|CLA 200 AMG Line Premium Plus 4dr Tip Auto
Now, you’d expect to pay a premium for such a stylish car with a Merc badge, so it’s no surprise that the CLA Coupe costs quite a bit considering its size. What you might not expect is how much more expensive the CLA is compared with an Audi A3 Saloon or a BMW 2 Series Gran Coupe. Both these cars look good, both have posh German badges, but either undercuts the CLA by thousands of pounds.
If you decide the CLA is worth the extra (and we wouldn’t blame you if you did), then choosing one of the 1.3-litre petrols keeps the price down. The plug-in hybrid costs more than the petrol and diesel models, although it’s cheap on tax for a company car driver and the low running costs will earn back some of the price premium for private buyers.
More fun to drive than an A-Class, but the ride is firmer, so comfort levels suffer a little
To go with the sportier coupe looks, the CLA comes with a sportier and more sophisticated suspension set up than the A-Class hatchback on which it’s based. That’s not necessarily the best news around town, as the firmer ride isn’t ideal when you’re just pottering about.
In fairness, though, we could live with the CLA’s stiffer suspension around town for the benefit on a favourite B-road, which we’ll come to in a moment. Suffice it to say there are comfier cars than the CLA for the school run or commute, but you won’t lose your fillings.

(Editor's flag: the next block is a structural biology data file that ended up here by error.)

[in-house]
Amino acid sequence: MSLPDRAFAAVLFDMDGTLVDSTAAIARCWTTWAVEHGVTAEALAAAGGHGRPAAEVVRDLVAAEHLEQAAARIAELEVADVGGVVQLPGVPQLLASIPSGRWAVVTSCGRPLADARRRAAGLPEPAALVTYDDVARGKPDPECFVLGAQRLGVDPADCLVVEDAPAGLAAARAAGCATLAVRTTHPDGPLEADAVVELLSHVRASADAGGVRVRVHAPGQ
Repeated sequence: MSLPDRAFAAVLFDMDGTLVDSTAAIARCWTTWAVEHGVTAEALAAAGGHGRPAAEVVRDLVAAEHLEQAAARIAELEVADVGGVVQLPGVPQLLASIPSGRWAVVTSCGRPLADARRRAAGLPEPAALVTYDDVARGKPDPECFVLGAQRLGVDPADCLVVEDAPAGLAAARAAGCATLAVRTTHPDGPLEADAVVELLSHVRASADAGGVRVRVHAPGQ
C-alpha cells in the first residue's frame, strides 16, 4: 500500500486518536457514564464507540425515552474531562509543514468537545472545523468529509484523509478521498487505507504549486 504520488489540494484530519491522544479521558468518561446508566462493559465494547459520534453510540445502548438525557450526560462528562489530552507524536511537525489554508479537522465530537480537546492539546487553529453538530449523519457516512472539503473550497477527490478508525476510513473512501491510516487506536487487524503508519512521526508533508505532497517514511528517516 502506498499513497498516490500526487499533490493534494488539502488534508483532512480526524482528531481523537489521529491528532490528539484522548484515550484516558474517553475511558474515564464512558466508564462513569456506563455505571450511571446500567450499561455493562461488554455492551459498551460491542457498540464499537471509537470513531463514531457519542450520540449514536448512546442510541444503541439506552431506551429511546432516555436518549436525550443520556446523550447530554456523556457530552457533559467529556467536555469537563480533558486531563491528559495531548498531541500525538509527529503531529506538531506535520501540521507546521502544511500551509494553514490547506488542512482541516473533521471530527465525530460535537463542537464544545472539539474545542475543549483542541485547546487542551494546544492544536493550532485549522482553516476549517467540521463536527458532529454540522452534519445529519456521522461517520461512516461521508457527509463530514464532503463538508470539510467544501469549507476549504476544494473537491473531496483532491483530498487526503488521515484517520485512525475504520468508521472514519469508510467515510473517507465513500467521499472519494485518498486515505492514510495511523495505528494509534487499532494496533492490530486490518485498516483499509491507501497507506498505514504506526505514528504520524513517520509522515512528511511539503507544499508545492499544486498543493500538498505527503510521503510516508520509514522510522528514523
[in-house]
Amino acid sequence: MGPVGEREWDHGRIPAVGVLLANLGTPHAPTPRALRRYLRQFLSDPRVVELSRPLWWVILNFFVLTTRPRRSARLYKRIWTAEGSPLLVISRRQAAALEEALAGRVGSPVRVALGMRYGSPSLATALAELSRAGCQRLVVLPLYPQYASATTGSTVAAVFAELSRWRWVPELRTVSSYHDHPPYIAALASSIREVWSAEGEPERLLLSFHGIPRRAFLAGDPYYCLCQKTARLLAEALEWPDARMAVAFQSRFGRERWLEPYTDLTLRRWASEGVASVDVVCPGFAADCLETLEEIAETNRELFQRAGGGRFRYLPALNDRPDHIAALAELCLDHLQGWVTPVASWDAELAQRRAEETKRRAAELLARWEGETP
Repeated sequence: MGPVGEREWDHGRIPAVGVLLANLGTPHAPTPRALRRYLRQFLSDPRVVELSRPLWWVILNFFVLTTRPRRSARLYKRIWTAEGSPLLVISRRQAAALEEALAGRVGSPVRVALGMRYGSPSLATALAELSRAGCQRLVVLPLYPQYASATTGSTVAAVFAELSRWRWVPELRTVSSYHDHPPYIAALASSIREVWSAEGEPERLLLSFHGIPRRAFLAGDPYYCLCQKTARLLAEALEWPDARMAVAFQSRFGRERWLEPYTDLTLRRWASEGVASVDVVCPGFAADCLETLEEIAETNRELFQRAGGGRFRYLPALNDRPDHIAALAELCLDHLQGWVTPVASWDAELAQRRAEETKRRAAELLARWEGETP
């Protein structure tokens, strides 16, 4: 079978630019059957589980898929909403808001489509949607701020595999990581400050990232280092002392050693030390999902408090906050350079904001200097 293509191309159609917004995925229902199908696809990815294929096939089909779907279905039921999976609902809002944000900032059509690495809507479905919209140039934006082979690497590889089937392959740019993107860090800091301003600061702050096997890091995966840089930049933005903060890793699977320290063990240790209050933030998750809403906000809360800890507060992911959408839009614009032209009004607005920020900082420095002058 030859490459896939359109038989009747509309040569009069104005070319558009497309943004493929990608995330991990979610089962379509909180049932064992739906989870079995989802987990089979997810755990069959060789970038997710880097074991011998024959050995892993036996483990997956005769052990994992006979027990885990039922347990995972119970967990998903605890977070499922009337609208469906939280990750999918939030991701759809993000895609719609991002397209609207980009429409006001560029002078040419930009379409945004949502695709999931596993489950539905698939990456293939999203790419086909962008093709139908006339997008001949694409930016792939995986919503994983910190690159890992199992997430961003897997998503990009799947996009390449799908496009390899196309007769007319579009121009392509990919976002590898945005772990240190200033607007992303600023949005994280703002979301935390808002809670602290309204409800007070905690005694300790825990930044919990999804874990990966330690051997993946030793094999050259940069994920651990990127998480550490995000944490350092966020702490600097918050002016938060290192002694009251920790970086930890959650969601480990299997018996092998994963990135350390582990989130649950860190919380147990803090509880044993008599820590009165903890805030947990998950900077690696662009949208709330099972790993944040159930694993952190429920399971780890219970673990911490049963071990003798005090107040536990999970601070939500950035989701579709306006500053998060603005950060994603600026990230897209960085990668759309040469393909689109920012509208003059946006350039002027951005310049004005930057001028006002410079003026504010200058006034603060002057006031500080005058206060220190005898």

Every CLA comes with an automatic gearbox, which takes the strain out of stop-start traffic. Petrols have seven gears, diesels and plug-in hybrids have eight. Either way, the gearbox shifts smoothly, and all the engine options have sufficient poke for town driving.
If you’re concerned about emissions around town, take a close look at the plug-in hybrid CLA. Badged 250e, this model has an all-electric range of up to 44 miles. That’s more than enough for many commutes.
On the motorway
The CLA’s firmer suspension works well on the motorway. It feels stable and planted, just what you look for in a car that’s going to cover a lot of miles.
Any of the engines are strong enough to reach 70mph pretty quickly, although the diesel and plug-in hybrid have more mid-range muscle in reserve than the petrols. The super-fact AMG-branded CLA 35 and 45 are barely getting into their stride at 70mph.
The diesel can sound a bit clattery, but it will go further between fuel stops than the petrol-powered cars. It’s a good option if you’re a high-mileage driver.
On a twisty road
This is where the CLA’s uprated suspension really comes into its own. The coupe is a lot more fun than the A-Class hatchback.
It handles neatly and grips strongly. Even if you find you have piled into a corner a little too quickly, the CLS easily maintains its composure.
The Merc would be better still with a bit more weight and feel from the steering. Even so, it’s an enjoyable car to drive on a favourite road, especially if you choose the high-performance CLA 35 or 45. Merc’s AMG division has worked its magic on these models, and it shows.
Roomy in the front but cramped in the back
To use a footballing cliché, the Mercedes CLA’s cabin is a tale of two halves. Let’s start in the front.
In the first half, Merc’s crack strikers have found the back of the net. There’s plenty of space, so whether you are short or tall you’ll be able to get comfortable.